FDANews

Hard Work Worth it for 'Paperless' Labs, Experts Say

Achieving a "paperless" lab takes enormous work, including substantial procedural and possibly organizational changes, but the effort can pay off in a year and provide benefits far beyond 21 CFR Part 11 compliance, experts told PIR last week.

"Overall the benefits definitely outweigh the costs," said George Kuniholm, regional director at CSSC, a regulatory compliance service provider. In addition to enhancing Part 11 compliance efforts, a successful paperless lab program can provide the "strategic benefit" of increased edata visibility, and improved indexing and retrieval of files, he told PIR Oct. 2. But any successful paperless lab strategy must be logical and orderly, he added.

For FDA-regulated companies, a big incentive toward paperless should be the realization that a paper-based system is inadequate to guarantee that lab processes are under control, Kuniholm and Waters Corporation Corporate Compliance Manager Victoria Lander told a CSSC-sponsored seminar in Cambridge, Mass., Oct. 4.

According to Lander and Kuniholm, goals of a laboratory automation system should include:

Enhanced data security; Increased availability and capacity of lab equipment; Remote access to lab data; More meaningful analysis of data collected on different equipment; Elab notebooks with esignature approvals and reduced review cycles; Automated assembly of data into reports and of those reports into submissions; and Improved ease and speed of data retrieval for audits.

The business drivers for paperless labs are compelling, Lander and Kuniholm said.

On the compliance side, a disparate paper-based system poses a "built-in threat" of inaccuracies and transcription errors that expose FDA-regulated companies to "regulatory risk," they said.

On the productivity front, increasing workloads in labs are requiring greater throughput. Information transfer between outmoded systems can be a "significant bottleneck" in analysts' workflow and "may prevent labs from attaining business goals."

In addition, a global approach to lab system integration allows organizations to avoid redundant costs of developing and implementing solutions independently at each individual site, Lander and Kuniholm said. That approach can also promote information content and format standards that permit data to be accessed and used across the organization.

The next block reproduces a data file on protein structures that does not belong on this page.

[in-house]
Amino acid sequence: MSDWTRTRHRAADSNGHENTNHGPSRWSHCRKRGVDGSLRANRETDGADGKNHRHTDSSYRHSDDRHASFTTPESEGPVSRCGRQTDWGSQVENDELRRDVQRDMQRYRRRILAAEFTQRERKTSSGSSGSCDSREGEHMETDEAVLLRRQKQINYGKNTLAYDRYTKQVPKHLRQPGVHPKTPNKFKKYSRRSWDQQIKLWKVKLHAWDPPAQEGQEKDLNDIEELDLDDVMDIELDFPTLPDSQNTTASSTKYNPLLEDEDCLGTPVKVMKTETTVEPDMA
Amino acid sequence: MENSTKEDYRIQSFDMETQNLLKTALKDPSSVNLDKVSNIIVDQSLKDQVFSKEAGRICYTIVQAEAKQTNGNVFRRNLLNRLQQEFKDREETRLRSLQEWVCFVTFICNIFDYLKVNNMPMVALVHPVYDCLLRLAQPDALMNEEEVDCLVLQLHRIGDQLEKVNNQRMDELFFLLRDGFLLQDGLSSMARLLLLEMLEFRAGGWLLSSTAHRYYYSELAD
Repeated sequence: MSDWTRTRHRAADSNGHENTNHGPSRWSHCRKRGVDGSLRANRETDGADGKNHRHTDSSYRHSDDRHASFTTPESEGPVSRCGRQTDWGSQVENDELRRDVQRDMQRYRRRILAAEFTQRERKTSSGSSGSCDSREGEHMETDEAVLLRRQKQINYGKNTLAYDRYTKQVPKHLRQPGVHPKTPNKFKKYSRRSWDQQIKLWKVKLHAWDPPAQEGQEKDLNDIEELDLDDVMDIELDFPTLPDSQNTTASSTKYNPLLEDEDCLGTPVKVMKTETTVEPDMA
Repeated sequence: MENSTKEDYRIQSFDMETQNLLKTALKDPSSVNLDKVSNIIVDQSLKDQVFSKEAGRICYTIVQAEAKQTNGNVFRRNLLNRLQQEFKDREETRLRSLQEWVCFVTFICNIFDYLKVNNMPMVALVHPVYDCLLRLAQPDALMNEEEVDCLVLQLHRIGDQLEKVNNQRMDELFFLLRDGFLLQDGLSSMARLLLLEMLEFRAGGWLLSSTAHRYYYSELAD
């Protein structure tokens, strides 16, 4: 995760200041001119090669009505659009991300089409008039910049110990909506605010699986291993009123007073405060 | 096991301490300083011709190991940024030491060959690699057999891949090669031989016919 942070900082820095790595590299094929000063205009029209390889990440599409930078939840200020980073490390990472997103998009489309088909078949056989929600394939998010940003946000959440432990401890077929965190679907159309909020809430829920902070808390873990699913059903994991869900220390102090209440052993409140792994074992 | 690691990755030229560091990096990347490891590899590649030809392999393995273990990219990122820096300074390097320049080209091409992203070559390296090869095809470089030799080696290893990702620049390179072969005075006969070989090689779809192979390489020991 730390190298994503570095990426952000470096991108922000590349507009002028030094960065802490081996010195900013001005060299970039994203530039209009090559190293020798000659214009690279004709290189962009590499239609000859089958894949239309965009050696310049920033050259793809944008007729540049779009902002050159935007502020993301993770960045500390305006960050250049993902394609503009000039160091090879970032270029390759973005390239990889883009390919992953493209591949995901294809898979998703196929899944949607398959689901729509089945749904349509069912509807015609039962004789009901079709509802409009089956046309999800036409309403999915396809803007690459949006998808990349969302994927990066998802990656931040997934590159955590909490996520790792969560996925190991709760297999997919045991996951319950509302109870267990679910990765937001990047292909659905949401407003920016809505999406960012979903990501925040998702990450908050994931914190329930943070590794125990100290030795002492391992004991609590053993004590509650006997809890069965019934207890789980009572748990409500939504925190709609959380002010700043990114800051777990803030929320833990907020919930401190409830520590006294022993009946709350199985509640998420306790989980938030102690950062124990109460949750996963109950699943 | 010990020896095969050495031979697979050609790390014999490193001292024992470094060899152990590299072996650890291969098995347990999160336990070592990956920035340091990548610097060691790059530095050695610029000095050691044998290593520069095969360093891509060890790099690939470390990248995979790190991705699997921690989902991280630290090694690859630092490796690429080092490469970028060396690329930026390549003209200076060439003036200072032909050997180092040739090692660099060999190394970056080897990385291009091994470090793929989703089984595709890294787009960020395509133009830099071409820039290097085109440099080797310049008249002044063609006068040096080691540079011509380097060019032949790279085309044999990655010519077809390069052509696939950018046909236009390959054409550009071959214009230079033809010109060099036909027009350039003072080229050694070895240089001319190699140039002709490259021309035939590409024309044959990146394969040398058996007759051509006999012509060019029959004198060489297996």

But the challenges to achieving a paperless lab can be daunting, they said. Those include:

The fact that software many not always offer the required security or Part 11 compliance; Stand-alone workstations contribute to point failures and security breaches; and Full automation requires multiple solutions, including acquisitions, archiving, analysis and assembly/publishing.

Companies working toward paperless labs must agree early on where the data should reside. That means defining the authoritative data sources. They must also determine how other systems and users will get access to the data, Lander and Kuniholm said. And it is important to address differences in input standards and entry formats, they added.

They advocate a phased approach, including:

Prioritizing security, then standard formats, then analysis and extraction, and, finally, document management and submission; Using integrated technologies; Creating uniform policies and procedures around the use of those technologies; and Having a level of independence in validation execution and review.

Prioritization is based on risk assessment and investigation of costs/benefits of implementation and long-term use, they said. -- Michael Causey